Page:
By: Rebecca Cope, TCS Duke University Chapter President
On March 5th, the Duke University Chapter of The Coastal Society hosted the first North Carolina Coastal Career Day at the Duke Marine Lab in Beaufort. The event attracted undergraduate, graduate, and professional students from many North Carolina universities, including Duke, University of North Carolina Wilmington, and East Carolina University (ECU), as well as new professionals in coastal environmental fields. The day started with casual networking over morning coffee. Attendees were able to chat with representatives from each of the event’s sponsors, which spanned a diverse range of sectors, such as non-profits, consulting firms, engineering companies, and both state and federal government agencies.
Master of ceremonies, Siddartha Mitra of ECU, kicked off the day with welcoming remarks and then a rapid-fire session of presentations and Q&A about how each coastal professional began their careers. These conversations allowed attendees to ask their most burning questions about job searching, the hiring process and possible career paths in an informal and relaxed setting. We got to know each other a bit better during the speed-networking session, which allowed attendees to visit each prospective employer at their table and chat for a few minutes. This really helped break the ice and got the conversations flowing, just in time to enjoy lunch with some new members of our professional network. After lunch, we heard from more coastal professionals who gave us excellent advice on everything from resume writing to negotiating salaries. We finished the day by practicing interview skills with questions picked from a hat. Attendees were able to get instant feedback from professionals experienced in the hiring process.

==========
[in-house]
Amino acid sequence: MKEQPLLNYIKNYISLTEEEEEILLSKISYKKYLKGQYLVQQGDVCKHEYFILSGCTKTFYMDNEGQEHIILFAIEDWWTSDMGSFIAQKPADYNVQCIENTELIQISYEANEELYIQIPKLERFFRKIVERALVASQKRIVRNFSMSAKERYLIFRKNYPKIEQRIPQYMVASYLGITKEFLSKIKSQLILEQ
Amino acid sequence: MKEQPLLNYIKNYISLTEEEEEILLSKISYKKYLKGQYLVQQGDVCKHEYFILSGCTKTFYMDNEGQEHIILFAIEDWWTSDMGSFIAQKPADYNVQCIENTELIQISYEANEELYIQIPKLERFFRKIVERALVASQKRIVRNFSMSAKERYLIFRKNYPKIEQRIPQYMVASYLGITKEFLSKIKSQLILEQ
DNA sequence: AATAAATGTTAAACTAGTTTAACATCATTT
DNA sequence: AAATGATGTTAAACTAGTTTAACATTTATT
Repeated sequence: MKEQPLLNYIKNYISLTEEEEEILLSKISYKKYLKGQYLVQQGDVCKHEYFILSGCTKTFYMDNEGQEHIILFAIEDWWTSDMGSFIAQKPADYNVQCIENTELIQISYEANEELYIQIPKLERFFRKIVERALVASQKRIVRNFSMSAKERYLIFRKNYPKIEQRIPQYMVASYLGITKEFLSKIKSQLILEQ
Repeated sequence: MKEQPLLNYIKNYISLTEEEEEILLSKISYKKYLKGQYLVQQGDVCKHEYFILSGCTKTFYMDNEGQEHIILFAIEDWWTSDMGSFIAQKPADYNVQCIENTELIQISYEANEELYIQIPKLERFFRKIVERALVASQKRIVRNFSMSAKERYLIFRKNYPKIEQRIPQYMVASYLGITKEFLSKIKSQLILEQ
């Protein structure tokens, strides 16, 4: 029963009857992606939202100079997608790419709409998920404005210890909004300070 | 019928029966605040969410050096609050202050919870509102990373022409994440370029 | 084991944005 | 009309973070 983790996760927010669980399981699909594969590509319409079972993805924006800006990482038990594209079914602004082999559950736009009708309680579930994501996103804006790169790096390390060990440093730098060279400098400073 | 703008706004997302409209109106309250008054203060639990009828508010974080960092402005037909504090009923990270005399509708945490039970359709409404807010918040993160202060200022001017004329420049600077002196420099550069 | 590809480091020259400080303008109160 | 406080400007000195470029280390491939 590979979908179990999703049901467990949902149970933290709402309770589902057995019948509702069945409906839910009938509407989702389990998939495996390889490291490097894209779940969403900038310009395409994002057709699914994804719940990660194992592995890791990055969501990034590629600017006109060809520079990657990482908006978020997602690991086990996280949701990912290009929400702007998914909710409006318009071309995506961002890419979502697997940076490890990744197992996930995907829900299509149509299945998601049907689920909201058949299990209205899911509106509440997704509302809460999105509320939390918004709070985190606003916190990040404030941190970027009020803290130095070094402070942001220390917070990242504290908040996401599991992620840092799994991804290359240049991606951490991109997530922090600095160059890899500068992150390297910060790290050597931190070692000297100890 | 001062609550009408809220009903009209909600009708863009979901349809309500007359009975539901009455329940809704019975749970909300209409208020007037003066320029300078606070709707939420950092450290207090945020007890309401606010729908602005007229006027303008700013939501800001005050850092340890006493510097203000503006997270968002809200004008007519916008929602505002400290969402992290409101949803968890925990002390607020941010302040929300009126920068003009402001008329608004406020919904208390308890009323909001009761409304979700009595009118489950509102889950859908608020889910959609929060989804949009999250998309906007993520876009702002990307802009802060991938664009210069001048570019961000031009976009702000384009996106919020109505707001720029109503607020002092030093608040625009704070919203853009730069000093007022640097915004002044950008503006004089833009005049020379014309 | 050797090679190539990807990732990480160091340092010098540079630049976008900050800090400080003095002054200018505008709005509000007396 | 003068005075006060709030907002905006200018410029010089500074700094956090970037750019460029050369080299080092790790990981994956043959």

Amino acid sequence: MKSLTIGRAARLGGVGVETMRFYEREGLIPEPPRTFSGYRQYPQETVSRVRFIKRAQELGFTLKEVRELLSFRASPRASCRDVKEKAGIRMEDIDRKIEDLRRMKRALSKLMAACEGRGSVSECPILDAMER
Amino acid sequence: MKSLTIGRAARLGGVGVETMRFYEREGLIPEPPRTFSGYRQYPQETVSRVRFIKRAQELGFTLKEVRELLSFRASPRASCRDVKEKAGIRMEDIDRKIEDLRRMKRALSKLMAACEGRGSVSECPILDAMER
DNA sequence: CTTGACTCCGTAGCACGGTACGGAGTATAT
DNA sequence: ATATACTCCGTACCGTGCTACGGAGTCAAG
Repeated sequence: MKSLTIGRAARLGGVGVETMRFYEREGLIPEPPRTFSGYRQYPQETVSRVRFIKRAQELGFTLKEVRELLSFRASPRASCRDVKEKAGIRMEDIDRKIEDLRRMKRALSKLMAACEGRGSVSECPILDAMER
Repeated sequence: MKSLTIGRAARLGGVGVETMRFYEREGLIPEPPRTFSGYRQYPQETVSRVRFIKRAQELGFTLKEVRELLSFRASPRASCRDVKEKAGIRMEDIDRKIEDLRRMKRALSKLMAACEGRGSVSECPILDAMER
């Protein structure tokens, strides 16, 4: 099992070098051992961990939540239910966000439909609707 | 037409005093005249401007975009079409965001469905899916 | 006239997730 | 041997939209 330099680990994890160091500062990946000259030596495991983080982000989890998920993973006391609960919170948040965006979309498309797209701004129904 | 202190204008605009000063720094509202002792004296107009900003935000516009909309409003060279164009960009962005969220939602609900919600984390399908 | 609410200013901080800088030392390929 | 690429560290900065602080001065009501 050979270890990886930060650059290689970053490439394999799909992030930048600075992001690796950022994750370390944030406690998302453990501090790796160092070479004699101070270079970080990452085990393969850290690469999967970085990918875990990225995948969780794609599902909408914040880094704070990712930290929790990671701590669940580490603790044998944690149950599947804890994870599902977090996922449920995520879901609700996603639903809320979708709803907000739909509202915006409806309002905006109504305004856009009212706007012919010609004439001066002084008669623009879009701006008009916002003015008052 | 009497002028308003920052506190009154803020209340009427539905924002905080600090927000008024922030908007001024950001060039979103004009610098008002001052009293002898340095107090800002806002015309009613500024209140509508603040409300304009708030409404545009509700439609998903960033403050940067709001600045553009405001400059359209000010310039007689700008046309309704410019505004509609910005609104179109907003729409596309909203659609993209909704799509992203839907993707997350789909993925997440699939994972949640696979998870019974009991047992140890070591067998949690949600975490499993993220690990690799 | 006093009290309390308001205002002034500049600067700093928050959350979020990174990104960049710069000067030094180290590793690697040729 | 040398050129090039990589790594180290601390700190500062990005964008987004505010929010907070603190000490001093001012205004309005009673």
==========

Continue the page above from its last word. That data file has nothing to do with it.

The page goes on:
The Coastal Society’s Coastal Career Days provide an opportunity for students to connect with potential employers and learn about the diverse range of paths that can lead to a successful career, including some paths that aren’t so obvious. At the same time, it provides an avenue for Coastal Career Day sponsors to reach out to talented new or soon-to-be professionals with valuable skills and knowledge. Marianne Ferguson of the Duke Marine Lab said, “I appreciated learning about the federal contracting process from Jill Meyer [representative from CSS-Dynamac]. As someone who is interested in working for NOAA in fisheries management, her advice on when and where to look for contracting jobs and what the hiring process is like was really helpful.” Marianne recently followed up on a lead she heard about at Coastal Career Day and applied for a contract job with NOAA.
The first North Carolina Coastal Career Day was a huge success thanks to our planning committee members, sponsors, and attendees. We hope to continue this tradition and provide young professionals and employers the opportunity to connect. After all, we need to work together to solve the problems facing North Carolina’s coast!
Editors’ Note: Read about TCS’s pilot Coastal Career Day in Virginia in November 2015. TCS Blog Article “9 Tips for a Successful Start to Your Coastal Career”.